As our clients get older, many worry about leaving a legacy for their children. Some have heard stories of someone they know losing their life savings to the costs of long-term care in a nursing home. While there are various planning techniques to help shelter assets from the costs of long-term care, a long standing tool in Massachusetts is the irrevocable income-only trust. This type of trust allows you, the donor, to place assets into it during your lifetime and allows you access to income only, and not principal. Because of this, the family home has been a common asset placed into these trusts. The family home does not usually produce income, so placing the this real estate into the trust does not affect the donor/client’s overall cash flow. After placing assets into this type of trust, if you are able to get past the five year look back period before applying for MassHealth, any assets you place in the trust should be sheltered from the dreaded MassHealth spend down. When applying for MassHealth you must spend down your countable assets. The goal of an irrevocable income-only trust is to make any assets placed into it inaccessible, and thus non-countable.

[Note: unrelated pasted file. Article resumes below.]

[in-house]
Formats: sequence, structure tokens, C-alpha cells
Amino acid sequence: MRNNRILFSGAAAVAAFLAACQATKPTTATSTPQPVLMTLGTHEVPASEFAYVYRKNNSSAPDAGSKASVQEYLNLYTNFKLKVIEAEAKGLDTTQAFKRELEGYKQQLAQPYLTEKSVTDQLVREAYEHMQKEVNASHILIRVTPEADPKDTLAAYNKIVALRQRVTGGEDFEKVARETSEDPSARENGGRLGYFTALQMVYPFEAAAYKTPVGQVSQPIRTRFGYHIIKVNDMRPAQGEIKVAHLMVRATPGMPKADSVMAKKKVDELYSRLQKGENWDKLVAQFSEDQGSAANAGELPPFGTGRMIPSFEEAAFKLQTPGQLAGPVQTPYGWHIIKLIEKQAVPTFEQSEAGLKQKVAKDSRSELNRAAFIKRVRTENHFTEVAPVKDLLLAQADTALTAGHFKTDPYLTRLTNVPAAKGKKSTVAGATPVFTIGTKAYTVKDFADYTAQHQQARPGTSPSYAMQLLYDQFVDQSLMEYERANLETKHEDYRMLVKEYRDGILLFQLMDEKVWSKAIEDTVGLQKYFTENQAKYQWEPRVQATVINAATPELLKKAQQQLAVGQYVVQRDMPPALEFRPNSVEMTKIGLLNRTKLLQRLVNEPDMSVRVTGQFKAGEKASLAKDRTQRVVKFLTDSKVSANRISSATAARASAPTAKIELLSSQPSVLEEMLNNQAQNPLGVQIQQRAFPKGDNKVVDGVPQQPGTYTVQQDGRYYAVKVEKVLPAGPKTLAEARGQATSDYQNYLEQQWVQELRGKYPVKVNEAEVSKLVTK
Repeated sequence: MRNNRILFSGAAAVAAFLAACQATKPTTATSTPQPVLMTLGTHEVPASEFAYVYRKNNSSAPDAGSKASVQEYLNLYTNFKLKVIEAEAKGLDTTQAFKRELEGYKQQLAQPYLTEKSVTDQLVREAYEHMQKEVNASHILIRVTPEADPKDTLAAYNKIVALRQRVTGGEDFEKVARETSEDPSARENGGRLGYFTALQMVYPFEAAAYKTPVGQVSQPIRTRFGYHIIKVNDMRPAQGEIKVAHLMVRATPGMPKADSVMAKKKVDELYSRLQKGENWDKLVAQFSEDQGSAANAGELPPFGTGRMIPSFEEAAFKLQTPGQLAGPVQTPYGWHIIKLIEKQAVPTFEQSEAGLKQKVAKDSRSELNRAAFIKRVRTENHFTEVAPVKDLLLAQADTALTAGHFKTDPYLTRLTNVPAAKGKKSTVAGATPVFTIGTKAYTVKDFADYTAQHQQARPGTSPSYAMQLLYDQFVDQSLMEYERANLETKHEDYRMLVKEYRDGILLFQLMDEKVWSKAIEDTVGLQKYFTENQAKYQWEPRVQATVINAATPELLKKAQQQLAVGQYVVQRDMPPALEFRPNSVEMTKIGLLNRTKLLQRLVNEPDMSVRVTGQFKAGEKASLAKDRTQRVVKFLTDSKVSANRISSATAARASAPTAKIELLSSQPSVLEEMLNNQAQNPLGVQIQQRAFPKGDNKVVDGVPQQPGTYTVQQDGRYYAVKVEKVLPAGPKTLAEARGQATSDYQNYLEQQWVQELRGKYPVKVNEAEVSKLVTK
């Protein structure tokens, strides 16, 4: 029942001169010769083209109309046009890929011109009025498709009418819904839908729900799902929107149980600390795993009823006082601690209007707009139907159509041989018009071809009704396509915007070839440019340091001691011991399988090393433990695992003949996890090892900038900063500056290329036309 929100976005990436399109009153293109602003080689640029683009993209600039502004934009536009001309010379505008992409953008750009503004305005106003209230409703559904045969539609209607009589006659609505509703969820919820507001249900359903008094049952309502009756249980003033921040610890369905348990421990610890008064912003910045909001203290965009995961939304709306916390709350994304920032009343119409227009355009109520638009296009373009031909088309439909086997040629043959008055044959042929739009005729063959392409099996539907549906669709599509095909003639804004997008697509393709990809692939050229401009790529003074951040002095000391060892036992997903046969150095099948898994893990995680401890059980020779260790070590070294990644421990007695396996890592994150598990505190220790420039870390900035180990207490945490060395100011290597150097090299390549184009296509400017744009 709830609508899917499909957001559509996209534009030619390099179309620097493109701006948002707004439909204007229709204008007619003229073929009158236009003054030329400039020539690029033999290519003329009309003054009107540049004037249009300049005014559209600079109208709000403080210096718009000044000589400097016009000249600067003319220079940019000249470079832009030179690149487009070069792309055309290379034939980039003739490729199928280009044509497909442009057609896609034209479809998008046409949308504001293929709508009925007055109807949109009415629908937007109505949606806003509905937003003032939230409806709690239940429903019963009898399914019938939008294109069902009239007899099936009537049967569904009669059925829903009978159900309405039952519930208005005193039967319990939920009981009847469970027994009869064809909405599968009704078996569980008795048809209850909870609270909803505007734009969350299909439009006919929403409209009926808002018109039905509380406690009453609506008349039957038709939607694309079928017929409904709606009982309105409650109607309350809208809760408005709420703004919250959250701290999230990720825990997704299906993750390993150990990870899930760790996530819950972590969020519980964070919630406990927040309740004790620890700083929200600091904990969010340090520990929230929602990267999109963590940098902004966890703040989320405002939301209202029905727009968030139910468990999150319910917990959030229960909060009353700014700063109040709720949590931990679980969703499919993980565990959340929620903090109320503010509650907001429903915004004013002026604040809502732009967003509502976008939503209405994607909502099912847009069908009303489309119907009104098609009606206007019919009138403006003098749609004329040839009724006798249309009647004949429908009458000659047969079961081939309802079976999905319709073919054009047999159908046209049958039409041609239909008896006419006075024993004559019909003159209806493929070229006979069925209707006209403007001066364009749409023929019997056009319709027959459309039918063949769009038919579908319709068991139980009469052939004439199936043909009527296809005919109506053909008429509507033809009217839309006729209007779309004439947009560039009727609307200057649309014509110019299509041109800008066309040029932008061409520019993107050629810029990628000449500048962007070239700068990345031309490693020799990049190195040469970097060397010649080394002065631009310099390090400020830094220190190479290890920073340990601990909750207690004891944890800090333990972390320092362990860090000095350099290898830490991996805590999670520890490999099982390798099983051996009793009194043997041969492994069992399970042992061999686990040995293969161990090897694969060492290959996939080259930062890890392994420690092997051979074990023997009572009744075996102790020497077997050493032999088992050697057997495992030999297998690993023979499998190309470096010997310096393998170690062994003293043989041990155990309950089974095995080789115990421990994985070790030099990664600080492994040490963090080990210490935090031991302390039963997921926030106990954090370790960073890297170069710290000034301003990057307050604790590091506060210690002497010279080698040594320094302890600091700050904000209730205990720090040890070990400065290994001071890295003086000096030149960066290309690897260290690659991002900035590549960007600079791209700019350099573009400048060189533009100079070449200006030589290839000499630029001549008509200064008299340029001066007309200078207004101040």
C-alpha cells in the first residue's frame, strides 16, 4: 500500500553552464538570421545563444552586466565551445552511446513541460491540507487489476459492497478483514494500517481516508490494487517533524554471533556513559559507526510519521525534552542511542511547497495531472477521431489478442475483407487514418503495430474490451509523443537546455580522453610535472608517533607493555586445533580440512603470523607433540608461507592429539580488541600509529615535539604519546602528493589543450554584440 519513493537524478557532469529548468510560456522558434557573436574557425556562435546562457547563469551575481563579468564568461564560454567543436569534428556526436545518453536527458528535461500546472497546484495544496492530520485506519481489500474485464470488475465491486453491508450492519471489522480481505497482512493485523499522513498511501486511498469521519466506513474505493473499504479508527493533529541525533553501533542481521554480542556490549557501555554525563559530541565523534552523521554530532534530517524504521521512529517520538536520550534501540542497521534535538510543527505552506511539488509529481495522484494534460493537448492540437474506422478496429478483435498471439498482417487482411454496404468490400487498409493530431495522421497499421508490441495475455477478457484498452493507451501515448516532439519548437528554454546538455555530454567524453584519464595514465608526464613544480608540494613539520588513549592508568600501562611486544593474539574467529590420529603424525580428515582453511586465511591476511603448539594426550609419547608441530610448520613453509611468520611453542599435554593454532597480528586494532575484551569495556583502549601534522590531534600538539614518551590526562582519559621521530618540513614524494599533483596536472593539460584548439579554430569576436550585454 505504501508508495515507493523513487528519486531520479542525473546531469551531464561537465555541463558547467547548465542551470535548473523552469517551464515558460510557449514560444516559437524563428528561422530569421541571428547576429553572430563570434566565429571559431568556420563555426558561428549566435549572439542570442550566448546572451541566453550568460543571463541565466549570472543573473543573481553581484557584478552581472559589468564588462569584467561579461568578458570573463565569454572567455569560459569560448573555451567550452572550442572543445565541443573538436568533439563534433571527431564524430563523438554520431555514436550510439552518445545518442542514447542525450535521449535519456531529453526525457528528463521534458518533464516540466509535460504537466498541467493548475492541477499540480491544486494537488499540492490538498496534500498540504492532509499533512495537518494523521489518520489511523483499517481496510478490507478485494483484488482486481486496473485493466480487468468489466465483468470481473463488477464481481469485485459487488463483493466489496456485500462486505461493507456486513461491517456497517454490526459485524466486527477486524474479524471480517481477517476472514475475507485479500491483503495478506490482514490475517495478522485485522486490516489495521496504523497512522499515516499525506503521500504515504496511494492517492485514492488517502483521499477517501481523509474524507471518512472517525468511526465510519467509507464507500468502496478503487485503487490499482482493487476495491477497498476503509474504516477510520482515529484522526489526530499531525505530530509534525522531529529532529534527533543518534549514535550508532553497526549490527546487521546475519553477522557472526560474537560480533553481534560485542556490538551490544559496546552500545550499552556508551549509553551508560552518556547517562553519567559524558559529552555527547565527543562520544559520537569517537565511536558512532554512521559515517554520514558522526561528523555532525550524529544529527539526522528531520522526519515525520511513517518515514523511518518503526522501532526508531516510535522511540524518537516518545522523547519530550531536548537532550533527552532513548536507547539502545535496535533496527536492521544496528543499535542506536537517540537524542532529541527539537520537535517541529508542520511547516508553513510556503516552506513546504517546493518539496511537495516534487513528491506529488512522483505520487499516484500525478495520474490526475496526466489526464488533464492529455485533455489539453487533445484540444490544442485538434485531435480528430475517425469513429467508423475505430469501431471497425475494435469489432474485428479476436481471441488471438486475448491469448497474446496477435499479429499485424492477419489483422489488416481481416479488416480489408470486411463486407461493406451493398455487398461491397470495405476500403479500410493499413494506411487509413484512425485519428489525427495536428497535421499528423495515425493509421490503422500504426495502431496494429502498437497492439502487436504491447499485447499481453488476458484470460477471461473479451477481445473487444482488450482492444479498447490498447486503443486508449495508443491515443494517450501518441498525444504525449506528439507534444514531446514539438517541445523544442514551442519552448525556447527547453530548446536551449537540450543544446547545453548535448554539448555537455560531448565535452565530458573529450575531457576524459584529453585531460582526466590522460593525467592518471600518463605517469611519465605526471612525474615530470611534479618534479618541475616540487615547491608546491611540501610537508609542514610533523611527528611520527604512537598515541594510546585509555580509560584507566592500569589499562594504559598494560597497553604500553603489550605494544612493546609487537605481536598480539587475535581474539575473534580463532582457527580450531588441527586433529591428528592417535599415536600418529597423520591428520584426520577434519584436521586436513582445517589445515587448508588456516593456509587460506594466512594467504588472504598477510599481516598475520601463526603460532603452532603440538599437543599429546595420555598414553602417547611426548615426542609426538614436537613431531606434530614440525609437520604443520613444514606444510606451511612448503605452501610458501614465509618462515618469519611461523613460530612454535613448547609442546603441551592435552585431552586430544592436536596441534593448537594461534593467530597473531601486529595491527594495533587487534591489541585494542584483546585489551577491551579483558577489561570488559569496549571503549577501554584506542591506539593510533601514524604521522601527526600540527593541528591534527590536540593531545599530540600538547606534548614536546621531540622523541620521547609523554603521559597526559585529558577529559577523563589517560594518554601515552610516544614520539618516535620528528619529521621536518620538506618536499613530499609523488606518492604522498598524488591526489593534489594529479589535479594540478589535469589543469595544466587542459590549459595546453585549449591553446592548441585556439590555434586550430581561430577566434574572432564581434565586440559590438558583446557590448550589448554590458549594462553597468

Over the past several years there has been various litigation regarding the validity of these type of trusts. However, last month the Massachusetts Appeals Court overturned a decision that had terminated MassHealth benefits to a nursing home patient who had placed her home into this type of trust. In Heyn v. Director of the Office of Medicaid, the court rejected MassHealth’s argument that the nursing home patient’s (the donor of an irrevocable income only trust) home was a countable asset. MassHealth had argued that because the trust document allowed the Trustee to purchase an annuity with the principal from the potential future sale of the home, and turn it into a stream of income, that this was effectively giving the donor/patient access to the principal. However, the appeals court held that that trustee’s ability to purchase an annuity did not allow the donor/patient access to principal because the stream of income produced from an annuity was no different from earning interest on an investment account, and thus the house remained a non-countable asset.
This decision gives estate planning practitioners long awaited clarity on the ability of these trusts to be successfully used as a medicaid planning tool. While there is no guarantee as to what courts will hold in the future, for now there is a strong argument that this type of trust can continue to protect the family home.
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